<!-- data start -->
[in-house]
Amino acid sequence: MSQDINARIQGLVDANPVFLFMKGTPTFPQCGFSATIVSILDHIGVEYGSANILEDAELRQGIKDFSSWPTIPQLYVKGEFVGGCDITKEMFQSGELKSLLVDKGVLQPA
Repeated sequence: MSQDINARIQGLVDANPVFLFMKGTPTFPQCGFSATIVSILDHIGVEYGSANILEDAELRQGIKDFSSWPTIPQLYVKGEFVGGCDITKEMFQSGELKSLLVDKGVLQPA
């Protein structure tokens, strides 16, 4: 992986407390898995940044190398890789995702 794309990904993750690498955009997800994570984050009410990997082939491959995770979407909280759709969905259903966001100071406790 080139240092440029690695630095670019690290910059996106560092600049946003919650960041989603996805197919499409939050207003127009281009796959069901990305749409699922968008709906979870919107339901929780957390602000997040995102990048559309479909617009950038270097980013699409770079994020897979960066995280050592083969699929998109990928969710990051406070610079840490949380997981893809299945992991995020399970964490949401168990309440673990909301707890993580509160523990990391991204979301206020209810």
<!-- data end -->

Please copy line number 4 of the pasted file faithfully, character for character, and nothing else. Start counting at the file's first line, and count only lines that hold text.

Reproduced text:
């Protein structure tokens, strides 16, 4: 992986407390898995940044190398890789995702 794309990904993750690498955009997800994570984050009410990997082939491959995770979407909280759709969905259903966001100071406790 080139240092440029690695630095670019690290910059996106560092600049946003919650960041989603996805197919499409939050207003127009281009796959069901990305749409699922968008709906979870919107339901929780957390602000997040995102990048559309479909617009950038270097980013699409770079994020897979960066995280050592083969699929998109990928969710990051406070610079840490949380997981893809299945992991995020399970964490949401168990309440673990909301707890993580509160523990990391991204979301206020209810």